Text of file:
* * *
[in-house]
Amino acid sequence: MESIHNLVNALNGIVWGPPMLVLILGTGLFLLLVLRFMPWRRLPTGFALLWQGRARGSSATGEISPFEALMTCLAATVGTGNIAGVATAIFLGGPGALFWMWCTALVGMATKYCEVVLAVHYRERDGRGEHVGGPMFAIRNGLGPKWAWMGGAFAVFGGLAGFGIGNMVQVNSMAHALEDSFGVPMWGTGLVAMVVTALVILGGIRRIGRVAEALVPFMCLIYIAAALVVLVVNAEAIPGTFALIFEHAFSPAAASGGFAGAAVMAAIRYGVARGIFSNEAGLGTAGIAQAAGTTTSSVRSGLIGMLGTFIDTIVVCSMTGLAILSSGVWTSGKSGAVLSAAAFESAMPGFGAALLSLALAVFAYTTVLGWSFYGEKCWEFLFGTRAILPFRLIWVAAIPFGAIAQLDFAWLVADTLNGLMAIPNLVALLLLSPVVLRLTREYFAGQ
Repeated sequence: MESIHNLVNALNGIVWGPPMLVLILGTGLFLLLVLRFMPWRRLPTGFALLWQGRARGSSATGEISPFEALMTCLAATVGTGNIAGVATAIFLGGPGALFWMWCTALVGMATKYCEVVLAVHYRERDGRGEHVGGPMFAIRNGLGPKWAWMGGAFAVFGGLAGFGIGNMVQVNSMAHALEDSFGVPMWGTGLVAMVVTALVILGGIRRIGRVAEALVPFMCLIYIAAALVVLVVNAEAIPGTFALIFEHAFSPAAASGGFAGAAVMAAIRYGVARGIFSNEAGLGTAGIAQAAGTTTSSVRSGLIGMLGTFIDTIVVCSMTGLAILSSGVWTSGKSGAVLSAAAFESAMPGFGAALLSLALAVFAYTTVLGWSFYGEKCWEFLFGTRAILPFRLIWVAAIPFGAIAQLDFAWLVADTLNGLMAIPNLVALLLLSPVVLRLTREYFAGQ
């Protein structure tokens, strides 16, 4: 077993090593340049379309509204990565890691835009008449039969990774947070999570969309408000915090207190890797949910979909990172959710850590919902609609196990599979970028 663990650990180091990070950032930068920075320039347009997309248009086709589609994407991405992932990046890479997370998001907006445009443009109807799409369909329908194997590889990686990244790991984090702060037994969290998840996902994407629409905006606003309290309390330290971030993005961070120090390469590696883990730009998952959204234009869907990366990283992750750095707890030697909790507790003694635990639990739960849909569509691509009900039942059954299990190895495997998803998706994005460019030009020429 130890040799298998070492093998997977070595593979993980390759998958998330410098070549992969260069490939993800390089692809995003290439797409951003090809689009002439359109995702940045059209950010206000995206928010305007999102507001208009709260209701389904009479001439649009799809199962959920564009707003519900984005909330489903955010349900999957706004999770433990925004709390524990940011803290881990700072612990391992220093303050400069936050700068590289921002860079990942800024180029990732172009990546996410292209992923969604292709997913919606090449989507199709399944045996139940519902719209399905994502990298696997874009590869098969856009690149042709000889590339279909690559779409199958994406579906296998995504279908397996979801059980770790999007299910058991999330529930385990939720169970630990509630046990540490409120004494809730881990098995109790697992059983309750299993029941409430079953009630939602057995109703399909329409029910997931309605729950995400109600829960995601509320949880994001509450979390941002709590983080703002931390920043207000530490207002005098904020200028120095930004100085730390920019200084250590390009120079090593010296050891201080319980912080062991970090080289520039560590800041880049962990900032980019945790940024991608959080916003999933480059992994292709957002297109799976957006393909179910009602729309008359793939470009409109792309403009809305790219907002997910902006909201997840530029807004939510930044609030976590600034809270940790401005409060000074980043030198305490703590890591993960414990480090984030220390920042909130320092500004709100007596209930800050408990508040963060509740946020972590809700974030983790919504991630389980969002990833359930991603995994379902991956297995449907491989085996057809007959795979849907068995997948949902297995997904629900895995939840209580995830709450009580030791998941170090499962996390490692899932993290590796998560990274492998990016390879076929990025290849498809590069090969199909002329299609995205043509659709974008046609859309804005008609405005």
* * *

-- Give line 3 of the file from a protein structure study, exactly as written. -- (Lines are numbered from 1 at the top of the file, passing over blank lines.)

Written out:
Repeated sequence: MESIHNLVNALNGIVWGPPMLVLILGTGLFLLLVLRFMPWRRLPTGFALLWQGRARGSSATGEISPFEALMTCLAATVGTGNIAGVATAIFLGGPGALFWMWCTALVGMATKYCEVVLAVHYRERDGRGEHVGGPMFAIRNGLGPKWAWMGGAFAVFGGLAGFGIGNMVQVNSMAHALEDSFGVPMWGTGLVAMVVTALVILGGIRRIGRVAEALVPFMCLIYIAAALVVLVVNAEAIPGTFALIFEHAFSPAAASGGFAGAAVMAAIRYGVARGIFSNEAGLGTAGIAQAAGTTTSSVRSGLIGMLGTFIDTIVVCSMTGLAILSSGVWTSGKSGAVLSAAAFESAMPGFGAALLSLALAVFAYTTVLGWSFYGEKCWEFLFGTRAILPFRLIWVAAIPFGAIAQLDFAWLVADTLNGLMAIPNLVALLLLSPVVLRLTREYFAGQ